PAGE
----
Opinion | Trump behavior patently warrants impeachment | II

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Photo Courtesy of Mykola Lazarenko

Relevant impeachment witnesses Ambassador Gordan Sondland and Lt. Colonel Vindman stand posed for a picture at Ukrainian President Volodymyr Zelensky's inaugration on May 20. Columnist Andrew contends in his column the Republican Party acted irresponsibly during the Trump Impeachment proceedings, including their treatment toward relevant witnesses.

By Andrew Prozorovsky, Senior Columnist

Senate swing vote and Alaska Republican Senator Lisa Murkowski voted with the rest of the Republican senators, minus Senator Romney, to block witnesses at President Trump’s impeachment trial. Murkowski justified her vote in a statement by saying, “There will be no fair trial in the Senate … as an institution, the Congress has failed.” 

While being an utterly feckless defense of blocking witnesses from a trial, the process has been permeated by bitter partisanship. This does not mean both sides were motivated solely by political interest. Republicans, with little exception, acted incredibly dishonorably throughout the process.

In the House, misconduct began as soon as the inquiry was launched. House Republicans claimed that Democrats were holding “secret closed-door meetings,” and excluding Republicans. This was not true. Republicans sat on all the committees that were privy to inquiry uncoverings. But insincere rhetoric is arguably innocuous until it breeds ignominious actions.

A Republican coalition, led by Representative Matt Gaetz, stormed into the Sensitive Compartmented Information Facility, a room on the Hill where classified information is shared or discussed, demanding transparency in the process. In doing so, they not only breached protocol, but by bringing their phones inside, something strictly disallowed, they put national security at risk. One lawmaker even shared a phone call he made from inside the SCIF.

When hearings became televised, notable Republicans berated Congressional witnesses, many of whom did not want to be there but felt obligated. Representatives Jim Jordan and Devin Nunes stood out as disrespectful lawmakers not seeking the truth but rather seeking to demonstrate their Trump sycophancy. Republicans refused to take the inquiry seriously, requesting witnesses that would distract or delay the investigation rather than asking witnesses to help provide cover to Trump.

If there was no dignified behavior in the House, surely there was not going to be any from the White House. The Trump administration often inflamed the shameful comportment with fomenting obstruction. It refused to comply with subpoenas, frequently invoked executive privilege, and blocked testimony from key witnesses. 

The White House complained that no witnesses heard anything damning “first-hand” from Trump and then turned around to block witnesses with first-hand knowledge. This earned Trump one of his two articles of impeachment, obstruction of Congress.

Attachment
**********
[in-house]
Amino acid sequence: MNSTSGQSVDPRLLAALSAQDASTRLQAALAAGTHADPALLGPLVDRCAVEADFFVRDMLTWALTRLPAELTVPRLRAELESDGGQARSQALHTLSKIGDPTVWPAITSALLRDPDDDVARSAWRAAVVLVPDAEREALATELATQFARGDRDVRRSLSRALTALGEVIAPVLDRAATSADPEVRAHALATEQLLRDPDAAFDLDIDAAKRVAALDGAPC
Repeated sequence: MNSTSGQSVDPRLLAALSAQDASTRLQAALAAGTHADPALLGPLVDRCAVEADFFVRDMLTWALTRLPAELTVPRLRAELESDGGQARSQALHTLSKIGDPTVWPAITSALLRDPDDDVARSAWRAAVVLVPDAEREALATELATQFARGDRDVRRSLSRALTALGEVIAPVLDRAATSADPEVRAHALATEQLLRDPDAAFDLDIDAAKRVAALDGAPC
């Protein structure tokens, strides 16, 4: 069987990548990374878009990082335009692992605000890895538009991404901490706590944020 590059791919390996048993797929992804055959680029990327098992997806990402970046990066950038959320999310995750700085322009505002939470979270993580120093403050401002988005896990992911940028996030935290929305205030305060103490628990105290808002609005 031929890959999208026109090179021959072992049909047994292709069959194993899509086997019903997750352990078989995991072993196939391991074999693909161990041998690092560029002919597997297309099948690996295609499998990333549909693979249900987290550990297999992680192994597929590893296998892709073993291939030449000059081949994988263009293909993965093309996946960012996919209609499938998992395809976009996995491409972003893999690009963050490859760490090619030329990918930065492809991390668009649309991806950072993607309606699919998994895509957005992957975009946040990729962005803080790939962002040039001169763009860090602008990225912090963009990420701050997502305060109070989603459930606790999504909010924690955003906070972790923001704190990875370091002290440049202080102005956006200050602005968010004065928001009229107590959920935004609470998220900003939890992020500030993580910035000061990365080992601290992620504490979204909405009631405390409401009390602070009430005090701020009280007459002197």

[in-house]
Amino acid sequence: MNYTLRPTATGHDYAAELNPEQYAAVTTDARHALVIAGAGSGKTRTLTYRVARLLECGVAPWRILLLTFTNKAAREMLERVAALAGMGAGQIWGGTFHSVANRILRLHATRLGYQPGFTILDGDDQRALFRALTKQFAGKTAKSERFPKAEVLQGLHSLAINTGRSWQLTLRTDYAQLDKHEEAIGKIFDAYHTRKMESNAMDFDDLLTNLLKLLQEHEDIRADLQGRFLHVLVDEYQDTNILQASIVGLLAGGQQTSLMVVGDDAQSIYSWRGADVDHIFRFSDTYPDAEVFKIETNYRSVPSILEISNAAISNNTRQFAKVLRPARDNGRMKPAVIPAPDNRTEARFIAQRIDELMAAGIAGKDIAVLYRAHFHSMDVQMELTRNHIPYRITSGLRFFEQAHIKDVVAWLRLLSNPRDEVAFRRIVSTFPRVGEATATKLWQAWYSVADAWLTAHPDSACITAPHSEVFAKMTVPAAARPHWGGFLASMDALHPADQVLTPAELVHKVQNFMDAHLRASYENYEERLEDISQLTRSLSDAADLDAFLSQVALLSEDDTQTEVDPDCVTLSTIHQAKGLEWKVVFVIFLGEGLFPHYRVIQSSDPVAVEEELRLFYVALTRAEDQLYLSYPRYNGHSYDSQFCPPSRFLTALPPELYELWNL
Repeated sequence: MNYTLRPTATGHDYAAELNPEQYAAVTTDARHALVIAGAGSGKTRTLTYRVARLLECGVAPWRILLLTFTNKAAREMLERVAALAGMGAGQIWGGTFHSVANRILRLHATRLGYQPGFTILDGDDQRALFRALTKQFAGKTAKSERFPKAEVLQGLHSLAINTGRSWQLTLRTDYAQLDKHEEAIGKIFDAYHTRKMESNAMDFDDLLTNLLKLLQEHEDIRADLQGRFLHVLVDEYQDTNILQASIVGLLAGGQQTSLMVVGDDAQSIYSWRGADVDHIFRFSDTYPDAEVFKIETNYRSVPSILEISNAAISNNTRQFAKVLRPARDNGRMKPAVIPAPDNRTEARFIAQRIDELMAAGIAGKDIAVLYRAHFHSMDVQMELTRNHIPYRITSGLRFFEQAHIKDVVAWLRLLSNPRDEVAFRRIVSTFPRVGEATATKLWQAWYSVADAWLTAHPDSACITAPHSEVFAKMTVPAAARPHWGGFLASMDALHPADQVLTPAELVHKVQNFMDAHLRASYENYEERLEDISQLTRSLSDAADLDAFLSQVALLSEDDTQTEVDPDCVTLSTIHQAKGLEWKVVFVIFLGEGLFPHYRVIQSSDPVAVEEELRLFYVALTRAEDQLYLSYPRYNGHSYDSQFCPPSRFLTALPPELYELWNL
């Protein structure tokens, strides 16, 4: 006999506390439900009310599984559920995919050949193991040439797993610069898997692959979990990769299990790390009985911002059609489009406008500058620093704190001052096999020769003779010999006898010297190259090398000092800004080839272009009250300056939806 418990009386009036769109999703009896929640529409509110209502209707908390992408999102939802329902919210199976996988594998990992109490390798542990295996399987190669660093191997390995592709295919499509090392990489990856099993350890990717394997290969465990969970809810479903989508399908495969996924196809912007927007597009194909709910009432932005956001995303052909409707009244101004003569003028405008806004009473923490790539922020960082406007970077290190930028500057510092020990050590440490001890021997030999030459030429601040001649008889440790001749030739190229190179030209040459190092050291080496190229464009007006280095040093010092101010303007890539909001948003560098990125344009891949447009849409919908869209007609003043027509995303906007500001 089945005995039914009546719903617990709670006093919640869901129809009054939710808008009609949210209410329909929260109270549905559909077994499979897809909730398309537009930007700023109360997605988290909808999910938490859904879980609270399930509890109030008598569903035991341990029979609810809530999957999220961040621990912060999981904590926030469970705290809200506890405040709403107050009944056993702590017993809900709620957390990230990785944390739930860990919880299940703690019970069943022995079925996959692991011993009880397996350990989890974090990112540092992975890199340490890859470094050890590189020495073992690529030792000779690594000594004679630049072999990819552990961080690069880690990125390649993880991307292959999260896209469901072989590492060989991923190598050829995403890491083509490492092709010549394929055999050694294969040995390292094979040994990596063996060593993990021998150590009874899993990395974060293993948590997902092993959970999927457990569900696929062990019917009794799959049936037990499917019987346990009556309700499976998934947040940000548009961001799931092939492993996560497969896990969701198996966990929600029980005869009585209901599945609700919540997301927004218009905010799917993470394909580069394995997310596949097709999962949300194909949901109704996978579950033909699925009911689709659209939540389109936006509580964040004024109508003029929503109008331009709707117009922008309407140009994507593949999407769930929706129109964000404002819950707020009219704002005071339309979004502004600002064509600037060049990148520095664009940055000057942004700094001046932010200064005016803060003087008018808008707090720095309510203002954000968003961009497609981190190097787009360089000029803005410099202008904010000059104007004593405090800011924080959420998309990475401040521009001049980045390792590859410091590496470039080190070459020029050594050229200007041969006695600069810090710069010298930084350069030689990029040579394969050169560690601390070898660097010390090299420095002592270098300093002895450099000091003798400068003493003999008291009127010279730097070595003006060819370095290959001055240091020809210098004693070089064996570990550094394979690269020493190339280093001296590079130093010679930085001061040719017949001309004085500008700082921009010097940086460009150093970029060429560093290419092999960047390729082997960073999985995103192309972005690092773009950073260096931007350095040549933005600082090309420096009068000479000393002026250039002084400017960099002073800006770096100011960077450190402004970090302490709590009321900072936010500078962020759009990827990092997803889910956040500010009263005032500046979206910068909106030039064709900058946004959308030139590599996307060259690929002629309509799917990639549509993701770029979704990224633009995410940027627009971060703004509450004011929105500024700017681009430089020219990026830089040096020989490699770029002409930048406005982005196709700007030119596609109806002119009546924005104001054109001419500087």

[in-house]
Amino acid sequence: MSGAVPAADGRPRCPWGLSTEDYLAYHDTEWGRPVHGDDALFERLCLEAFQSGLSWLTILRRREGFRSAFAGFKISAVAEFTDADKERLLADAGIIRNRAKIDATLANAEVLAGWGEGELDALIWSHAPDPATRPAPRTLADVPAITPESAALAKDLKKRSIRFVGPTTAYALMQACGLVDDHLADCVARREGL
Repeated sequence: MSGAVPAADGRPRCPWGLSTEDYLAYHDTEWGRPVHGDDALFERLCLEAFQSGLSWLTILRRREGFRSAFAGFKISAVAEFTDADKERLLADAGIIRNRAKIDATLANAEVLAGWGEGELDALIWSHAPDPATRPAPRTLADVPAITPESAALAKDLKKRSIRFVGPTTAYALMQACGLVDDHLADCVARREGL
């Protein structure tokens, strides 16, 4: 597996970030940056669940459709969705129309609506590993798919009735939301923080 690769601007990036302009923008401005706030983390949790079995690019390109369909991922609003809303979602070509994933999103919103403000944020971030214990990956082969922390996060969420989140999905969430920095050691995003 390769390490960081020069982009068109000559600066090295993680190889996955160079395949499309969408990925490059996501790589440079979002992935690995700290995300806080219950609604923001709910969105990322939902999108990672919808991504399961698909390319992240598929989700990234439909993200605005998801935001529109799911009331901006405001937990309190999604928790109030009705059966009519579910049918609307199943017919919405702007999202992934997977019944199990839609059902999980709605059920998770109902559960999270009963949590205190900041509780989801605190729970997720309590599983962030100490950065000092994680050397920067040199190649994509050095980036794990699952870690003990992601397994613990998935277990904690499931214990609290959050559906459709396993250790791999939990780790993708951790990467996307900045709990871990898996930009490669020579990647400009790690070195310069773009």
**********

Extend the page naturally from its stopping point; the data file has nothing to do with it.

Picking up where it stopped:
But even in times of division, the Senate is supposed to be the steady hand that grounds governance in reason and logic. Instead, Senate Majority Leader Mitch McConnell coordinated with the White House on the rules of the trial and worked tirelessly to block additional witnesses. 

A leaked portion of John Bolton’s upcoming book alleged that Trump told Bolton aid was withheld until the announcement of an investigation and it appeared that Bolton was willing to testify. Still, all but two Republican senators voted to block witnesses, which was enough.

Senator Rand Paul tried to get the Chief Justice to read the name of the whistleblower in a question he submitted, a request that was refused by Chief Justice Roberts. Senator Marsha Blackburn read a book during the trial. Senator Graham said that he was not going to be an impartial juror before swearing an oath to be just that.

The president was acquitted, and senators acknowledged the president’s wrongdoing. Senators Lamar Alexander and Marco Rubio agreed the president had committed an abuse of power, with the latter even calling it impeachable, but both ultimately voted to acquit.

The Senate GOP has since been handed documents from the executive branch on Hunter Biden’s business dealings in Ukraine, perhaps with the hopes that an investigation can find wrongdoing that justifies Trump’s inappropriate request to Ukraine. There is little credence to the theory that Joe and Hunter Biden corruptly acted in Ukraine. 

Some senators, like Maine Senator Susan Collins, justified their acquittal vote by saying the president had learned from the impeachment interlude. The days following Trump’s acquittal have proven the senator’s hope naive. 

Trump still maintains he did nothing wrong despite all his colleagues that disagree. He gave a long speech the day after his acquittal proclaiming his victimhood, in stark contrast to President Bill Clinton, who apologized on television the day after his acquittal. And on the following Friday night, Ambassador Gordan Sondland and Lieutenant Colonel Vindman, who testified against Trump, as well as Vindman’s brother, were all fired from their posts. Other impeachment witnesses were shifted to different positions. 

The “Friday Night Massacre” evinces that Trump did not learn from impeachment, he was emboldened. The episode of bitter partisanship begot by Republicans did not just end, it has only just begun.

Andrew is a sophomore in LAS.

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